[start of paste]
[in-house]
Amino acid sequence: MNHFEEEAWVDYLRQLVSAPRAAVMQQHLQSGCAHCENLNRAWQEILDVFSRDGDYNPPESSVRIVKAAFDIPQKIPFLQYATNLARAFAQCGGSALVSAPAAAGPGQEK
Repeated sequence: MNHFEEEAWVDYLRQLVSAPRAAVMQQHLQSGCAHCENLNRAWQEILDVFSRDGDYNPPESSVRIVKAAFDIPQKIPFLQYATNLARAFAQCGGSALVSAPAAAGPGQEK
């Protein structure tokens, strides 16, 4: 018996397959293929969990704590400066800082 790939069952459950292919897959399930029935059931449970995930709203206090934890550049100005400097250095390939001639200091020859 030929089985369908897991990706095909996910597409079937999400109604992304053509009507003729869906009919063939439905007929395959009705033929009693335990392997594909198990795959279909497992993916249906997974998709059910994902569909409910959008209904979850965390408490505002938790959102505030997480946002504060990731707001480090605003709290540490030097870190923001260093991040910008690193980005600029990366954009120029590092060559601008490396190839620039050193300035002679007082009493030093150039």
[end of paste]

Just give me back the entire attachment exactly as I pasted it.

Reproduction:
[in-house]
Amino acid sequence: MNHFEEEAWVDYLRQLVSAPRAAVMQQHLQSGCAHCENLNRAWQEILDVFSRDGDYNPPESSVRIVKAAFDIPQKIPFLQYATNLARAFAQCGGSALVSAPAAAGPGQEK
Repeated sequence: MNHFEEEAWVDYLRQLVSAPRAAVMQQHLQSGCAHCENLNRAWQEILDVFSRDGDYNPPESSVRIVKAAFDIPQKIPFLQYATNLARAFAQCGGSALVSAPAAAGPGQEK
């Protein structure tokens, strides 16, 4: 018996397959293929969990704590400066800082 790939069952459950292919897959399930029935059931449970995930709203206090934890550049100005400097250095390939001639200091020859 030929089985369908897991990706095909996910597409079937999400109604992304053509009507003729869906009919063939439905007929395959009705033929009693335990392997594909198990795959279909497992993916249906997974998709059910994902569909409910959008209904979850965390408490505002938790959102505030997480946002504060990731707001480090605003709290540490030097870190923001260093991040910008690193980005600029990366954009120029590092060559601008490396190839620039050193300035002679007082009493030093150039």